Creating brand authenticity in footballers’ businesses
Football players going into business need to be wary of brand authenticity so they do not fall into the trap of misleading the consumer. Human connections are paramount in modern business, and these can be created in various different ways. A brand doesn’t need to be centred around a person to do this, but it does need to have a degree of personality to it if the player themself is to be used as a branding tool.
Naturally, footballers can pull in large audiences. Some have access to million-follower audiences, and others don’t. Either way, footballers are all recognisable to some degree – even if just within the local community.
Let’s take a look at two brands owned by football players. One is centred around the player, and one isn’t.
The first is GG Hospitality, brainchild of ex-Manchester United stars Gary Neville and Ryan Giggs. Although Neville is prominent within sports media, he and Giggs are very much behind in the scenes with their property management, hospitality and catering business.
Brand authenticity doesn’t exist with regard to Neville or Giggs themselves. Rather, GG Hospitality’s brand authenticity comes through a defined boutique identity. Neville and Giggs are mentioned on the website and are visible in some press releases and brand campaigns, but model themselves against the brand’s identity when doing this.
Seemingly minor details, like the fact that Giggs and Neville are always pictured dressed smartly, tie into the overall image of the brand and create brand authenticity. Although it may seem negligible, imagine how out of place it would look if a website centering on luxury was strewn with images of the pair playing football?
Although football-related ventures do sit under the parent company, such as Hotel Football, each business’s branding does not override the parent group’s identity. Neville and Giggs keep the brand at the forefront, rather than their brand. By keeping this consistent throughout and only appearing where relevant, brand authenticity is arguably achieved within GG Hospitality.
And then there’s CR7.
Cristiano Ronaldo is a walking, talking, breathing brand in himself. With one of the world’s largest social media presences and most recognisable faces, he demands attention and, in turn, sales from his line of clothing and fragrances.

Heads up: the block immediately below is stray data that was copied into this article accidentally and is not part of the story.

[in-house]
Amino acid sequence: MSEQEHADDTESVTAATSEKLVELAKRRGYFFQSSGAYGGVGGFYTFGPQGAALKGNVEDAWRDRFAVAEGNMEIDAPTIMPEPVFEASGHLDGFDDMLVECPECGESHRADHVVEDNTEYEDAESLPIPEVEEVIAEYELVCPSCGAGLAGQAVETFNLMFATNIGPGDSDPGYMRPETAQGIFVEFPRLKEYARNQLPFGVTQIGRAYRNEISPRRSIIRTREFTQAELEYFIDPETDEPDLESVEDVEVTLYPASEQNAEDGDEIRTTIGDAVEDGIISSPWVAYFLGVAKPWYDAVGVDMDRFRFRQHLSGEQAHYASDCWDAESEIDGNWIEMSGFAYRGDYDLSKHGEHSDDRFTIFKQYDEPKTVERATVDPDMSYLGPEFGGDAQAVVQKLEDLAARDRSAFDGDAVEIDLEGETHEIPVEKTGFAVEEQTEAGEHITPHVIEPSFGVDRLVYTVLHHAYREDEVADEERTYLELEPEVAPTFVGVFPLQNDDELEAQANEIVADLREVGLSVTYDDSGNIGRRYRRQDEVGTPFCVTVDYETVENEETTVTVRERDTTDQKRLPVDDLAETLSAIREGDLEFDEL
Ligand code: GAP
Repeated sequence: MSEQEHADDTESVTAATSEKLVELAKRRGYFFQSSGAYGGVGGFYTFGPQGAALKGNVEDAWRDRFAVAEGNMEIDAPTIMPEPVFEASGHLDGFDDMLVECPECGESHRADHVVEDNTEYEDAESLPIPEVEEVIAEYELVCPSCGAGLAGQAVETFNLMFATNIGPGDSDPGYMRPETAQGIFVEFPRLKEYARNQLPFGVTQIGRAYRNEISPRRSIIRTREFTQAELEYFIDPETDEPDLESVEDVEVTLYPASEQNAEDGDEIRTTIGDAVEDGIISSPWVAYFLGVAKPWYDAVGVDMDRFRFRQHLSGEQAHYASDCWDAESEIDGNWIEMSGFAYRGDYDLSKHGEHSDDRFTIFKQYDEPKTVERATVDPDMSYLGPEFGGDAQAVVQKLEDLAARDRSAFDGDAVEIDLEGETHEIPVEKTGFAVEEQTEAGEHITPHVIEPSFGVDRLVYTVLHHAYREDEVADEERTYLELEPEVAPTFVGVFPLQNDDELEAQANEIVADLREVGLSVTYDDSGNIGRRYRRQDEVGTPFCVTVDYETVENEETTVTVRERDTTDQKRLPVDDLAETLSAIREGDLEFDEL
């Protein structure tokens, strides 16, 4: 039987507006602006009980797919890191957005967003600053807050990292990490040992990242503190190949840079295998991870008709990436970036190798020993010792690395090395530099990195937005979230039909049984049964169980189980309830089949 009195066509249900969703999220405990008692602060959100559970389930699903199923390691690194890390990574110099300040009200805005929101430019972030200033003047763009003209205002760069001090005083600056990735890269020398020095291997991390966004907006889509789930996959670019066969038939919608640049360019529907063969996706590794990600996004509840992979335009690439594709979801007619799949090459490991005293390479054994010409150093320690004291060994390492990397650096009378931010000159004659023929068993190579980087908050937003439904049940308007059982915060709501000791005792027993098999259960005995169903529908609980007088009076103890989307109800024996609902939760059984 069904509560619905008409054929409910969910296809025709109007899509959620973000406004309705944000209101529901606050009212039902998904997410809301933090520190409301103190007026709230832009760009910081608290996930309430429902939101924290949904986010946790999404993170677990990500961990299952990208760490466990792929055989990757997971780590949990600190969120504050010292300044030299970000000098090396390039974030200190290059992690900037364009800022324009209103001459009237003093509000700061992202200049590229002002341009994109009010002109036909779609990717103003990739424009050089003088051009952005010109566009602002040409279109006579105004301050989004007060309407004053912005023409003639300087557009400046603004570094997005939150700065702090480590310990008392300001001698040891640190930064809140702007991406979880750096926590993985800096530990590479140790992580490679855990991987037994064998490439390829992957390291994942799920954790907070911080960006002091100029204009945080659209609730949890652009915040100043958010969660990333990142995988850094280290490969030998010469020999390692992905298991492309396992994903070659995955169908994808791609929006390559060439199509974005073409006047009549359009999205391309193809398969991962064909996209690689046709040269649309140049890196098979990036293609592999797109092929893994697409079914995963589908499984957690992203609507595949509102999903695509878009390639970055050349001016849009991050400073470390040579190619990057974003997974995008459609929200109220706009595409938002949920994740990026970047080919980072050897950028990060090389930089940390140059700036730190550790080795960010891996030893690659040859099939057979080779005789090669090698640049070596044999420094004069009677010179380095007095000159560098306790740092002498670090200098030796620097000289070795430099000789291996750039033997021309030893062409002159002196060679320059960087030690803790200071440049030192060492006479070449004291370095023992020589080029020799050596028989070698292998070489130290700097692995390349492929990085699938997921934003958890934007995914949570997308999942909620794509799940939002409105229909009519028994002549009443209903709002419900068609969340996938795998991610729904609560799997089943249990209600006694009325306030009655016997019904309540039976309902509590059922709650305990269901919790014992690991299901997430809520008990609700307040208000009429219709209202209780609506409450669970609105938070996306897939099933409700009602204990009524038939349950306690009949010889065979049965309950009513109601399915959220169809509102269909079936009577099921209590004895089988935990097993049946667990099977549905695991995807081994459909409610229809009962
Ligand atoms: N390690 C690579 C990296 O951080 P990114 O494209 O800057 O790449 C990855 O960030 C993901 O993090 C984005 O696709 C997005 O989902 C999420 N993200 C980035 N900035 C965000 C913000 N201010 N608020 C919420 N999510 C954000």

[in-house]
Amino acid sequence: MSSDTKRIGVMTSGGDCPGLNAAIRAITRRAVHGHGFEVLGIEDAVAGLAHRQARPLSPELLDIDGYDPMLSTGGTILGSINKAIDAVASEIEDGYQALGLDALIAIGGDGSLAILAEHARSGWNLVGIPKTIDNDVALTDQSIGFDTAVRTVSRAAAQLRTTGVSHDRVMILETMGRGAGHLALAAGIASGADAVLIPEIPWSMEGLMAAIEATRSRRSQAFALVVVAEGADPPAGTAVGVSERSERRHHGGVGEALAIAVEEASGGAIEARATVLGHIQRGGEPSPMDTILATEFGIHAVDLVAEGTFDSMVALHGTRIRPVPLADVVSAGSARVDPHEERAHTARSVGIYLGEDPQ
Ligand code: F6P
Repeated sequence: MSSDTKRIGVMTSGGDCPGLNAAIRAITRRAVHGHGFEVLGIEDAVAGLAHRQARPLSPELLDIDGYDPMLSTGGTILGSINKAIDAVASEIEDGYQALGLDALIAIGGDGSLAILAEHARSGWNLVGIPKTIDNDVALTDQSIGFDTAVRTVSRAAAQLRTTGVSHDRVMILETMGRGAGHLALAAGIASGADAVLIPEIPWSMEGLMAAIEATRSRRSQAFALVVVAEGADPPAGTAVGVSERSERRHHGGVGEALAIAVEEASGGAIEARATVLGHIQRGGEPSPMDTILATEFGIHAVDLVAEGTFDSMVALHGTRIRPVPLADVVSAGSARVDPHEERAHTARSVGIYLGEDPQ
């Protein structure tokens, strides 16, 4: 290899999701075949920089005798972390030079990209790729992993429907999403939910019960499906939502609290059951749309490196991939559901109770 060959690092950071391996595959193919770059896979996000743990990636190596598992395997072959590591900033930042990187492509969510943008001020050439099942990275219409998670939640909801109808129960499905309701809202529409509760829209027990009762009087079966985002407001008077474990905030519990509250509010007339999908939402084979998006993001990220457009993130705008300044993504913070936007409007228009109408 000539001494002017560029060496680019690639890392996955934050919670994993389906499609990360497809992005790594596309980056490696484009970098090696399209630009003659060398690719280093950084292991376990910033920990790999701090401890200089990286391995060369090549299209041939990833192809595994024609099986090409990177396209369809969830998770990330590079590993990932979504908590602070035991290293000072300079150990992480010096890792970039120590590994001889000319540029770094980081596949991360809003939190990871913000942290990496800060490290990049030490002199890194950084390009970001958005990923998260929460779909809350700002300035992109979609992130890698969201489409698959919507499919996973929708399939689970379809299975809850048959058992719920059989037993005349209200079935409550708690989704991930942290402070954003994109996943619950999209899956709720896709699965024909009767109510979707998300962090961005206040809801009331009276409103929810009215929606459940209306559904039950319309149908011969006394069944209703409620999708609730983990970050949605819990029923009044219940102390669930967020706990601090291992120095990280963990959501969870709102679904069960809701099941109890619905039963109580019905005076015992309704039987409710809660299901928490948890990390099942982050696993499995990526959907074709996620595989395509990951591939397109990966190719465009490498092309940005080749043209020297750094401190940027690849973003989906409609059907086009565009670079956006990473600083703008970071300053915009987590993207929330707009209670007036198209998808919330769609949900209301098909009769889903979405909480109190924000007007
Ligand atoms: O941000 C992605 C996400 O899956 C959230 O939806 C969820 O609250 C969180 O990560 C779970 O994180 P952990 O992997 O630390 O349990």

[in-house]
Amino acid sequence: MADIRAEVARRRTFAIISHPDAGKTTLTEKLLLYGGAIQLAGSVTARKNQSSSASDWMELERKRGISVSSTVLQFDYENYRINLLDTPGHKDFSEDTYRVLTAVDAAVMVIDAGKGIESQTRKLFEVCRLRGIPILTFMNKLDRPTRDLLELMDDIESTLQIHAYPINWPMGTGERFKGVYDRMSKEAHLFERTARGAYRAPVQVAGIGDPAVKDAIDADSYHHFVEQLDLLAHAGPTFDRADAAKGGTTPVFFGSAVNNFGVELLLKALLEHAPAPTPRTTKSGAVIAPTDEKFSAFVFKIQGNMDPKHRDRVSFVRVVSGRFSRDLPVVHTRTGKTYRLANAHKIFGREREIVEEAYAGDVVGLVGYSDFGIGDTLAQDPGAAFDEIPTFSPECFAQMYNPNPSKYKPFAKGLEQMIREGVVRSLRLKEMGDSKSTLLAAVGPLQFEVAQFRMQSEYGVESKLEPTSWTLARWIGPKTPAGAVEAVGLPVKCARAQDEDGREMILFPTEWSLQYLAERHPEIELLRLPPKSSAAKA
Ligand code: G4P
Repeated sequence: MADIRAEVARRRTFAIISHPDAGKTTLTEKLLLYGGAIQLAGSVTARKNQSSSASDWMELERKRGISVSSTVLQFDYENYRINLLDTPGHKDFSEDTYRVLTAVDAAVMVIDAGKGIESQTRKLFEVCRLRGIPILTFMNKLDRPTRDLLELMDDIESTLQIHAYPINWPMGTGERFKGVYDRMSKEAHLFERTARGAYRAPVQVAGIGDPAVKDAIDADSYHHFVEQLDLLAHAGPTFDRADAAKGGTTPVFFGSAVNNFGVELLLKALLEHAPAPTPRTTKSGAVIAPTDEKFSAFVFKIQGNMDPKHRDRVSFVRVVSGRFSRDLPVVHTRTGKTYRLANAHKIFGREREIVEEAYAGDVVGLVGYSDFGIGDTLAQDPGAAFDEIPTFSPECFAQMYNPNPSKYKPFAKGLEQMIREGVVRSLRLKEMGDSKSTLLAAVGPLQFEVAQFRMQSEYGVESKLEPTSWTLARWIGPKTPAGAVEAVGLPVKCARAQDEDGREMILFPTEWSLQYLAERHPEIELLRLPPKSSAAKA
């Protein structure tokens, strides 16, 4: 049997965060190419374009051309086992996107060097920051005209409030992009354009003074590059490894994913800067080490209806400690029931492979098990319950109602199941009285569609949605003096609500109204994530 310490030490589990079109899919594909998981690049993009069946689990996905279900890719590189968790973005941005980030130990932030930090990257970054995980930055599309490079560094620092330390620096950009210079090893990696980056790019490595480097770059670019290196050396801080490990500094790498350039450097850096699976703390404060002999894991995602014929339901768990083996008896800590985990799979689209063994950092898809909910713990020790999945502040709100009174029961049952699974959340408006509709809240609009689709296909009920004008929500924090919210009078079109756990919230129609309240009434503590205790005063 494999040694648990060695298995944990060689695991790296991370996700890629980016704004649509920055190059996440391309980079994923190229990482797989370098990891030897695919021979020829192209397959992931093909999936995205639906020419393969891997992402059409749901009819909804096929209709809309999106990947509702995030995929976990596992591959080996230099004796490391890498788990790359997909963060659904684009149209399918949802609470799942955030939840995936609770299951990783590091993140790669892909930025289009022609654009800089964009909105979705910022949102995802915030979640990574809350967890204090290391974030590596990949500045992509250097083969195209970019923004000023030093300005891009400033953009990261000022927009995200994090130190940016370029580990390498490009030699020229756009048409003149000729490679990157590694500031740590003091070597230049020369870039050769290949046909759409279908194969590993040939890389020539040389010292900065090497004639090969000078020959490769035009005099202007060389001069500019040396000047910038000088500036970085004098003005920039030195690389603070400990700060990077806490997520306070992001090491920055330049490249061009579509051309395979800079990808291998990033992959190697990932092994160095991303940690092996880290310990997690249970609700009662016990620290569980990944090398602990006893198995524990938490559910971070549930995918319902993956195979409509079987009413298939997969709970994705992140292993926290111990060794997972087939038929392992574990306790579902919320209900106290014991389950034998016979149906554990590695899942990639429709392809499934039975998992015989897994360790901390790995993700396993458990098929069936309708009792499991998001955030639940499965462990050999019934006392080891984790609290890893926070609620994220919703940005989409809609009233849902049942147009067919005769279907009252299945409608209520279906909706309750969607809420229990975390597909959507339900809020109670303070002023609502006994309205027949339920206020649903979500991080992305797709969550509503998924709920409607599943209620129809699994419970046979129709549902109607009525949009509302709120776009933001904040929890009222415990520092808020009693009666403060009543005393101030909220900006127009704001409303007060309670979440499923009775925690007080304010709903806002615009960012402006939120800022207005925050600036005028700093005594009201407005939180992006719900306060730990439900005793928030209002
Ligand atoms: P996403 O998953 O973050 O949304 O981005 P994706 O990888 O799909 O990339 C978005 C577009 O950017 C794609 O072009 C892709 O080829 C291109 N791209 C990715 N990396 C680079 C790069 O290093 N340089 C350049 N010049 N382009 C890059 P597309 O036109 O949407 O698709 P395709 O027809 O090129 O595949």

Brand authenticity is prevalent in Ronaldo’s case as he has essentially fused his footballing identity with his commercial one. From the name of the business alone – a play on his initials and iconic number ‘7’ shirt – to his engagement in the business’s branding, Ronaldo fans know what they’re getting: something trendy, contemporary, and recognisable.
The level of Ronaldo’s footballing ability has forged the reputation that his brand plays off of. Ultimately, Ronaldo has such global appeal that he is pretty much his brand in its entirety. This isn’t any better or worse than Neville and Giggs’ GG Hospitality venture, but like them, Ronaldo has decided on the direction he wants his brand identity to follow and has stayed true to it.
At JAX Branding, we believe in brand authenticity. To help you achieve this, we get to the heart of your business to find out more about the people behind it and the image and values you want to portray.
We know how powerful football brands are. When it comes to brand authenticity, we see things from both the player, the business, the consumer, and the fans’ perspective .
Want to kick off your football business career today? Chat with Jack, and start your journey.